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Kik Interactive lives on as symbol of BlackBerry’s former folly

Kik Interactive
Kik Interactive
In 2007, Kik Interactive founder Ted Livingston was an engineering student at the University of Waterloo who worked a string of co-op placements at BlackBerry. He reportedly tried to convince BlackBerry to take BBM cross-platform.

Waterloo-based Kik Interactive today announced it had closed a $38.3 million Series C round that was led by Valiant Capital Partners and included new investors Millennium Technology Value Partners, SV Angel, and existing investors Foundation Capital, RRE Ventures, Spark Capital and Union Square Ventures.

The injection brings the total Kik Interactive has banked to $70.5 million making it, along with the likes of Hootsuite, Shopify and BuildDirect, as one of the more notable private Canadian techs in terms of capital raised.

The financing is Kik Interactive’s first since it settled a now-famous lawsuit with BlackBerry. Last October, the two parties announced they had reached an agreement the month prior that ended all legal action between them. As part of the lawsuit, BlackBerry had claimed patent infringement related to the cross platform messaging feature. Terms of the settlement, however, weren’t disclosed.

In the warm glow of a nascent BlackBerry comeback (the company will release its new BlackBerry Classic device on December 17th, and there is a buzz) engineered by the increasingly capable-seeming John Chen, Kik Interactive seems now like just another competitor in the crowded instant messaging space, but the company is a living example of the mistakes the new boss inherited from the old.

They absolutely refused and they said, ‘No, we won’t do that,’” Livingston told The Globe and Mail last year. “To be fair, from their perspective it was hard. They said, ‘People are buying BlackBerrys for BBM. That was a real risk.

In 2007, Kik founder Ted Livingston was an engineering student at the University of Waterloo who worked a string of co-op placements at BlackBerry. He reportedly tried to convince BlackBerry to take BBM cross-platform.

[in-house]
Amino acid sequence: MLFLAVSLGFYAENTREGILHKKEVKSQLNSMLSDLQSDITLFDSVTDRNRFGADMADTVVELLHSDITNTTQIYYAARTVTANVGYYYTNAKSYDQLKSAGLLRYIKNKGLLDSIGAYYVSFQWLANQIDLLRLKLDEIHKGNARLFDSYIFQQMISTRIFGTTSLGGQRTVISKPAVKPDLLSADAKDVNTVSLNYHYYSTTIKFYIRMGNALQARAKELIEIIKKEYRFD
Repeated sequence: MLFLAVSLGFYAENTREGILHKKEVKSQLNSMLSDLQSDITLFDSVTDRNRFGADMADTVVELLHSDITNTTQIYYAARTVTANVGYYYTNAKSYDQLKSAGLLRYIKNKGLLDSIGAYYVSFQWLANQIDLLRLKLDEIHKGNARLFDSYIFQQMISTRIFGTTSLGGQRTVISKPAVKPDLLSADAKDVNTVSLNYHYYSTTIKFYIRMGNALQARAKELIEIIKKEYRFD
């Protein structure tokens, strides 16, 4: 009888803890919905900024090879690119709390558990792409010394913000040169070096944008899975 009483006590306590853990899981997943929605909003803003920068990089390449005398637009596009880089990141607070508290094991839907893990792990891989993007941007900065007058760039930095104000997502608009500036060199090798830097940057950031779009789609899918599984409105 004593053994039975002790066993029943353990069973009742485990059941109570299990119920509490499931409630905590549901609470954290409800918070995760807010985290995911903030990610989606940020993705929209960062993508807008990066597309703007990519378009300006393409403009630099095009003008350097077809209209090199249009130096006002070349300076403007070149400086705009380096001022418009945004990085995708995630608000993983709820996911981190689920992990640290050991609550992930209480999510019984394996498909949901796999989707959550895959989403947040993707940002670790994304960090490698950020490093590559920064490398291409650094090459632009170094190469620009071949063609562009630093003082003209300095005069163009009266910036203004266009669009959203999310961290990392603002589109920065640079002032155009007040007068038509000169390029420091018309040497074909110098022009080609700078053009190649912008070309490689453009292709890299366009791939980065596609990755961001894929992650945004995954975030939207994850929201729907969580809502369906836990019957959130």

“They absolutely refused and they said, ‘No, we won’t do that,” Livingston told The Globe and Mail last year. “To be fair, from their perspective it was hard. They said, ‘People are buying BlackBerrys for BBM. That was a real risk.”

Of course, BBM is cross-platform today. The app launched for iOS and Android in the summer of 2013 and tacked on millions more users. In its recent Q2, 2015 earnings report the company highlighted the fact that BBM had more than 91-million monthly active BBM users, up from 85 million in the first quarter of fiscal 2015.

It’s hard not to imagine what position BlackBerry might be in had management listened to a young co-op student in 2007. Throughout BlackBerry’s darkest days, BBM was always singled out as a lone bright spot. The company was an innovator in the instant-messaging field almost as much as it was in the larger smartphone space and an earlier effort to take its service cross-platform might have been a meant that it would have simply owned the space. That would have been no mean feat considering the $19-billion Facebook ponied up for WhatsApp is still more than triple BlackBerry’s entire market cap.

Taking BBM to Apple and Android was almost certainly a hotly debated topic at BlackBerry. In fact, the idea of pursuing licensing strategies and allowing other platforms to use BlackBerry’s network and products might very well have been the reason that former co-CEO Jim Balsillie resigned from the company’s board.

Taking BBM to Apple and Android was almost certainly a hotly debated topic at BlackBerry. In fact, the idea of pursuing licensing strategies and allowing other platforms to use BlackBerry’s network and products might very well have been the reason that former co-CEO Jim Balsillie resigned from the company’s board. By the time the here-then-gone Thorsten Heins decided that BBM on an iPhone was a sensible strategy it was, in one sense, too late.

Today, Kik has more than double BBM’s user base. Its customers use the service because it is not related to any particular phone number or other credentials, because it has a built-in browser, and because the service has placed a premium on content sharing. Tacked onto today’s financing announcement was the announcement that the company had acquired Relay, which it described as “a leading GIF messenger.”

How anyone, including Kik Interactive and BBM, will make money from the instant messaging space is still to be decided. For the first six months of 2014, WhatsApp, which now has more than a half-billion users, posted a net loss of $233 million on revenue of just $15-million. Chen says he hopes to monetize BBM to the tune of $100-million in annual revenue, many presume from a secure enterprise-based version of the service. Kik Interactive highlights the fact that more than 25 brands, including SkullCandy, Funny or Die and VICE, are employing its “Kik Promoted Chats”.

Kik Interactive is clearly in-tough in a space that will feature many losers and a few winners. Today’s financing is no guarantee that the company will win against the likes of China’s WeChat, Viber, or SnapChat. But for BlackBerry, the very existence of Kik Interactive means that instant messaging will be long regarded as at or near the top on its catalogue of missed opportunities.

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About The Author /

Nick Waddell
Cantech Letter founder and editor Nick Waddell has lived in five Canadian provinces and is proud of his country's often overlooked contributions to the world of science and technology. Waddell takes a regular shift on the Canadian media circuit, making appearances on CTV, CBC and BNN, and contributing to publications such as Canadian Business and Business Insider.

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